Keynes talks about the wage being equal to the marginal utility of labour and the marginal disutility of work. But in fact, there is evidence that he conceived of wages as a normative standard, socially determined by historical and institutional factors (Henry 2015). Stickiness is inherent in the wage system because, as Keynes wrote, the human apple, unlike the stone, has its own ideas about how fast, or whether, it should drop to the ground (Keynes 1938).
Given these facts about the human condition, how should one theorise about economics? To conclude, I have four thoughts:
First: if one tries to place Keynes in the history of economic thought, he appears to be a classical, rather than neoclassical economist, i.e. as someone concerned with aggregate problems – problems of growth, the full use of resources, money and the distribution of wealth. Allocation of scarce resources at the margin becomes important only when the economy is making full use of potential resources; but marginalism is not the mechanism which ensures full use, and therefore economic theorising should not start in this place.
Second, economic theory should start with the organic, not atomic hypothesis. As individuals we are interconnected parts of complex wholes. There is a feedback process; our own decisions affect others’ decisions, whose decisions in turn affect our own. Through these constant interactions the whole shapes the individual parts.
No one can read Keynes – and indeed, neither Anna Carabelli nor Mario Cedrini (e.g. Carabelli and Cedrini 2014) – without becoming aware of the pervasive role in his thinking played by the fallacy of composition. Yet the policy Keynesians have recognised this only in one form: the paradox of thrift. I would submit that behavioural economics, with its focus on the individual, does not properly address the challenge of the interconnectedness of economic decision making. The task for policy is to ensure that the planets are in the right orbits in the macroeconomic universe.
Third, one needs to take seriously Keynes’s claim that economics is a moral science. That is, it deals with introspection and judgments of value; or as I would say, its domain includes the ends of life, and not just the efficient means of realising those ends.
What is essential about Keynes, in other words, includes his essay The Economic Possibilities for our Grandchildren (Keynes 1930a, 1930b), which poses the crucial question: what is economic growth for? To which Keynes’s answer is: “to live wisely, agreeably, and well” (ibid.).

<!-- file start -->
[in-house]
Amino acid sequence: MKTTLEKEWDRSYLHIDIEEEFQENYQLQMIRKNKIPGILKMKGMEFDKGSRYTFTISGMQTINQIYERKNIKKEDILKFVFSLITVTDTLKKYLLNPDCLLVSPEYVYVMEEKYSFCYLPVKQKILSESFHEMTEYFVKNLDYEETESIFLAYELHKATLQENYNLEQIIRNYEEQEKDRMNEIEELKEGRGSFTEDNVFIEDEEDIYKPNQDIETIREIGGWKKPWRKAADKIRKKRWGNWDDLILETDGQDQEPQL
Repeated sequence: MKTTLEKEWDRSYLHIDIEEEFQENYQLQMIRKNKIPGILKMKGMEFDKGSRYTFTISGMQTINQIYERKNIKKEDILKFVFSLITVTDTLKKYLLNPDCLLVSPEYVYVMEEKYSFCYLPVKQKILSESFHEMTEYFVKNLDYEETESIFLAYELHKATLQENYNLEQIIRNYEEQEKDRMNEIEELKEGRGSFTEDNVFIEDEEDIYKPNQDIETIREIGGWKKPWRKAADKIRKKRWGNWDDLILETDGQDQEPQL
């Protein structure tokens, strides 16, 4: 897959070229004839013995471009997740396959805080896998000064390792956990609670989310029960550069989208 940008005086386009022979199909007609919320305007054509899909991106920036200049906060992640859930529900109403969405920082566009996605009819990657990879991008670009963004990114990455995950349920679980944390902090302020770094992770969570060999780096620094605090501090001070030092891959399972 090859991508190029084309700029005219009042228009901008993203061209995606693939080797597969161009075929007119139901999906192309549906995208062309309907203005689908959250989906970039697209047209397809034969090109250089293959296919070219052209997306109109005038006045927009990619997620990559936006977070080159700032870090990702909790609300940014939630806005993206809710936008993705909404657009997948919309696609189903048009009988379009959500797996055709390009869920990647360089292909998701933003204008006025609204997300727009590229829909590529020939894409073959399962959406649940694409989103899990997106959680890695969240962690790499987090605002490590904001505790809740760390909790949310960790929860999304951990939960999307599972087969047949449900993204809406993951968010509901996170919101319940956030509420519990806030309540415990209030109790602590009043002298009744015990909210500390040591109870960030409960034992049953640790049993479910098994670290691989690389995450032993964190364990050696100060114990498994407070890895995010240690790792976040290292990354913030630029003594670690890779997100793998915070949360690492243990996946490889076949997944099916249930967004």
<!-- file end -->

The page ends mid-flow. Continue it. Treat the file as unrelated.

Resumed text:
Economics, and economists, must stop trying to separate means from ends and then avoid any discussion of the latter. This is both irresponsible and, ultimately, futile. One should remember that Keynes started as an ethicist and philosopher, and saw economics as a preparation for the good life. This approach has huge implications for policy today in the light of the planetary and environmental challenges we face.
Finally, one should, wherever possible theorise in ordinary language appropriate to the study of indeterminacy. Mathematics is an attempt to give precision to what cannot be made precise, and which if used for that purpose, leads to the wrong advice for policy. It lends economics a false air of objectivity and, as the discipline formalises and ossifies, closes off the possibility for full, open and sound economic debate.
So the challenge, I would submit, is to write a textbook which starts with ‘macrofoundations’, rather than with the microeconomics of individual choice at the margin, and derives behaviour at the micro level from behaviour of the whole. Whether this can be done without surrendering the claim of economics to disciplinary independence I do not know. It certainly spells the end of economics imperialism – the attempt by economics to infiltrate its peculiar methodology into the other social sciences – and suggests rather a sociological and historical economics, cutting across present disciplinary divides.
But that should not surprise or bewilder us. The arrangement of the subjects of study into separate disciplines is already breaking down. At some point, we will see a rearrangement to suit the requirements of the good life of the future.